Not only Internet.org, even Airtel Zero has no customers | business | Hindustan Times
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Not only Internet.org, even Airtel Zero has no customers

Reliance Communications will continue to test Facebook’s free internet service on its CDMA network even as it suspends the 1 million customers on its GSM network, as ordered by the Telecom Regulatory Authority of India.

business Updated: Dec 24, 2015 00:18 IST

Airtel Zero has been lying dormant without any users ever since a furore broke out against a perceived violation of the net neutrality principle, which says that all data traffic on the internet should be treated equally.

Reliance Communications will continue to test Facebook’s free internet service on its CDMA network even as it suspends the 1 million customers on its GSM network, as ordered by the Telecom Regulatory Authority of India.

Reliance Communication had rolled out Interent.org, Facebook’s free internet service that has been renamed as Free Basics, on its GSM network a year ago and rapidly gained customers. It started CDMA testing recently and informed the Trai about it. “That is when the Trai said no commercial rollout of Free Basics should be done until further notification,” a Reliance Communications executive said on the condition of anonymity.

Free Basics provides free access to stripped-down versions of 28 websites. “As directed by the Trai, commercial launch of Free Basics has been kept in abeyance till they consider all details and convey a specific approval,” said a Reliance Communications spokesperson. Reliance Communications is Free Basics’ only telecommunications partner in India.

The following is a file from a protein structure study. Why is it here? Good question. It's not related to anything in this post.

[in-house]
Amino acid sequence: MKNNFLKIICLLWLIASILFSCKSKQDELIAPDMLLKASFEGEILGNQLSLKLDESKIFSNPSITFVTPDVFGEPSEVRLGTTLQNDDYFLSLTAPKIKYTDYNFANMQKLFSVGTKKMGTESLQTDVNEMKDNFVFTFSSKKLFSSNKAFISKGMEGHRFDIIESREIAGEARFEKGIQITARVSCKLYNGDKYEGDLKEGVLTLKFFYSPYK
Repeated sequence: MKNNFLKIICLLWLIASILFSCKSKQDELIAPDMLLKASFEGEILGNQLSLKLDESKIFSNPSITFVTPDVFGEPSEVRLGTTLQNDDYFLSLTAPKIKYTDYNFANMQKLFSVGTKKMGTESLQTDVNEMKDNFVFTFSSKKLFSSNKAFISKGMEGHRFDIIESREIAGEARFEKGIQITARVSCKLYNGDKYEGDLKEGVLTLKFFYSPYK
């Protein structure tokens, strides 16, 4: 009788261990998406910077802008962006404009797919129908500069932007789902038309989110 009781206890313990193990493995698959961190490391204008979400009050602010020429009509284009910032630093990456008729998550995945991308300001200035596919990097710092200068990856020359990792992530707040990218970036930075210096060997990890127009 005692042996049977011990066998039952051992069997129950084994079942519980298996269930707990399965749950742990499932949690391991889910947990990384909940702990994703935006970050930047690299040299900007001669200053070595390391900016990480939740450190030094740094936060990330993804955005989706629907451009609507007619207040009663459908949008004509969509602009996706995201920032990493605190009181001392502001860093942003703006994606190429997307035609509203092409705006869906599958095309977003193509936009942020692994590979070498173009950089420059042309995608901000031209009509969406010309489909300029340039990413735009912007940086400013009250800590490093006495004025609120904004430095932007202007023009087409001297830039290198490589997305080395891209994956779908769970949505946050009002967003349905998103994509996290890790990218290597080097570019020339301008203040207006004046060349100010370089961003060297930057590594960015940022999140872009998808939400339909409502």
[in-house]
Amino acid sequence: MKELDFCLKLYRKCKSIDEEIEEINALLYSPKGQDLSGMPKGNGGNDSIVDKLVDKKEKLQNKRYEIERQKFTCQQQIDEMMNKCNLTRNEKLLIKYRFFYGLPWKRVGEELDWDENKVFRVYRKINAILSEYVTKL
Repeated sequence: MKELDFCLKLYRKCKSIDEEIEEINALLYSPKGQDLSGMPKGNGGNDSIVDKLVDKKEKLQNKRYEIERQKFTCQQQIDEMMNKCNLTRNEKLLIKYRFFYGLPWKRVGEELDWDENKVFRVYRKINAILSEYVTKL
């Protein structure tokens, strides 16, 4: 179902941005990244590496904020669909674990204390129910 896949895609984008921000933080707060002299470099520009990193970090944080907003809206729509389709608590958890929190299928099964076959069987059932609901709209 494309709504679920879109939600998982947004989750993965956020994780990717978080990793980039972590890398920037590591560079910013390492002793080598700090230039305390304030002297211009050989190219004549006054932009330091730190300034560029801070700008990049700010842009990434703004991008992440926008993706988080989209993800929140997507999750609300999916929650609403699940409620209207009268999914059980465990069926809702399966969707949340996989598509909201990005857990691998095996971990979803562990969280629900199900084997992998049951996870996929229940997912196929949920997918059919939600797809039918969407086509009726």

A Facebook spokesperson said: “We are committed to Free Basics and to working with Reliance and the relevant authorities to help people in India get connected.”

There was another free internet service proposed, this one by Airtel, and called Airtel Zero to provide users free access to a bunch of websites, which paid Airtel for the service. This service has been lying dormant without any users ever since a furore broke out against a perceived violation of the net neutrality principle, which says that all data traffic on the internet should be treated equally.

Unlike in Airtel Zero, companies do not have to pay to be on Free Basics. The common sentiment across the two platforms is that the free service will hook users who might later go on to pay for them.

A committee set up by the department of telecommunications has submitted a draft report on net neutrality that suggests leaving decisions on services such as Airtel Zero for the Trai to decide. Experts say that until the debate is settled no one will spend money on these platforms.

The Trai has prepared a consultation paper that will be put up for responses from December 28 to January 4.